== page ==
Is all funding good funding?
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Staff capacity is usually stretched to the limit at most nonprofits. The sport for development organisation I previously worked for was no different. With a team of five people and almost as many programmes as staff, we kept the show going like a street performer spinning plates. Some days felt like if we had one more plate to spin, they would all come smashing to the ground.

We had one of those days during November. We were being pressed to complete our end of year activities and fulfil our annual reporting requirements for donors. While speaking with my boss, she mentioned another grant application that she was working on. Hearing about this application brought on the nightmarish possibility of adding even more deliverables to our workload. I pleaded with her to pursue funding opportunities that did not have strict requirements which would stretch our staff capacity any further.

I came to a couple realisations during this discussion. Firstly, there are not only restricted and unrestricted types of funds, but also complementary and disruptive types of funds. And Secondly, not all funding is good funding.

In the nonprofit world, funding can be restricted or unrestricted. Restricted funds have specific parameters on how it can be spent. For example, some donors want their money to go towards programme implementation which means it can not be spent on overhead costs. Unrestricted funds can go towards covering any expense of the nonprofit. These types of funding dictate how the money can be spent. However, complementary and disruptive funding types evaluate the deliverables or terms of the funding.

With any financial transaction, money is transferred for something in return. In a nonprofit context, donations can be exchanged for goodwill, impact data, brand exposure, and other various deliverables. Depending on the nonprofits ability to produce the deliverables outlined in the terms of funding, funds are complementary or disruptive. Complementary funds include deliverables that are within the staff capacity and skill set. Whereas, disruptive funds require deliverables that will bring stress and struggles for an organisation to fulfil.

These four types of funds build out the following funding matrix.



The optimal funding source sits in the top right section of the matrix which is unrestricted and complementary. These types of funds should always be accepted as it can be used to address any need with little to no strain on the organisation. An example of this type of funding would be individual donors that are giving for the purpose of goodwill.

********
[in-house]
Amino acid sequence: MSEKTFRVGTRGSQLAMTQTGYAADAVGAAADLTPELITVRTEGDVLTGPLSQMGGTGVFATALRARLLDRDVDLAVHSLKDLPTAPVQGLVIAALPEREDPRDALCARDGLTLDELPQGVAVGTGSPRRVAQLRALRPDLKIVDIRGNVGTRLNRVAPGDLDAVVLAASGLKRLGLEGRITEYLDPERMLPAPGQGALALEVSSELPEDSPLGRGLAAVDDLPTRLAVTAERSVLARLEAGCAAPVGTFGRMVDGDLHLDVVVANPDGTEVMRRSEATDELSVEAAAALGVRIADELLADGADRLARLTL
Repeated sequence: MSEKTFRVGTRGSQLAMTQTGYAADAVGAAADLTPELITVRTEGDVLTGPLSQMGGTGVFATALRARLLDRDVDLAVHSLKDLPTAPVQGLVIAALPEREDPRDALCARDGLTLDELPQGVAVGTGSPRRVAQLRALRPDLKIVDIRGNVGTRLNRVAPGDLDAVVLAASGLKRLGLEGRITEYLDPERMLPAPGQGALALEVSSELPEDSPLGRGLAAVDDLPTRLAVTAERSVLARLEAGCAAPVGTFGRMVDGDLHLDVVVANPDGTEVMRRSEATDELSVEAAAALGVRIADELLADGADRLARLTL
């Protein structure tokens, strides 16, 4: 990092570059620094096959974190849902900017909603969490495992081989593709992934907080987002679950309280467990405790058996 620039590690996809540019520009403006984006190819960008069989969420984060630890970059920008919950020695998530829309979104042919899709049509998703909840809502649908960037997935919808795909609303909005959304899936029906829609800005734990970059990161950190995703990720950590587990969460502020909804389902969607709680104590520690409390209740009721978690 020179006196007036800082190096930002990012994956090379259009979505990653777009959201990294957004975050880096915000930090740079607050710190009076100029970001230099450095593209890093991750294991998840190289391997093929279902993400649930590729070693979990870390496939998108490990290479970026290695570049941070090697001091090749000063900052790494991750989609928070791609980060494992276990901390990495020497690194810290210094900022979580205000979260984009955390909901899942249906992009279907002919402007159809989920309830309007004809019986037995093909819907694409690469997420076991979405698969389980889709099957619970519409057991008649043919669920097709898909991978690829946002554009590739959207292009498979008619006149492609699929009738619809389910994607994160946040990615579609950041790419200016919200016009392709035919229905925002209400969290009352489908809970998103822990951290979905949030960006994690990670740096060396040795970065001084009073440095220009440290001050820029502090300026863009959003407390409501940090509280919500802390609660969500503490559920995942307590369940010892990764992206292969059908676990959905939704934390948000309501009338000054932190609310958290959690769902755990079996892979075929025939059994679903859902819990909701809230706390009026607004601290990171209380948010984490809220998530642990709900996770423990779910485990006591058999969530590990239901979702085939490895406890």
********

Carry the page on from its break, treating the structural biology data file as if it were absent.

For the most part, restricted and complementary funds should also be accepted. This type of funding occurs when a donor supports a cause, but the money must go towards a specific initiative. A rare circumstance when an organisation may not accept this type of funding is if there are budget limits for specific expenses in their financial policies or if they have already exceeded the target appeal amount.

At the bottom right section of the matrix is unrestricted and disruptive funding. For example, a corporate sponsor giving money that can be spent on anything but would like social media content in return. This can require expertise that is not within the staff. In this situation, an organisation will have to consider its financial position and evaluate if the need of funds outweighs the level of disruption.

The most problematic type of funding is restricted and disruptive. It is not ideal because there is a lack of freedom in spending and the efforts to carry out the transaction bring on more issues than it solves. For example, a Foundation’s grant gives an organisation £10,000 towards organising events, but in return needs specific impact data to be collected. If the impact data collection spills over capacity and results in staff leaving due to burnout, along with printing costs and technology expenses, the funding is not worth it. This type of funding should be avoided whenever possible.

There are various options for funding, yet many nonprofit organisations struggle because they do not take a strategic approach. Too often, in a state of desperation, nonprofits accept anything they can get and fail to evaluate the implications of different types of funds. With a fundraising strategy, an organisation can target specific donation types to ensure that funds keep the plates spinning for a special performance rather than having them wobble and derail the act.


Oaks Consultancy


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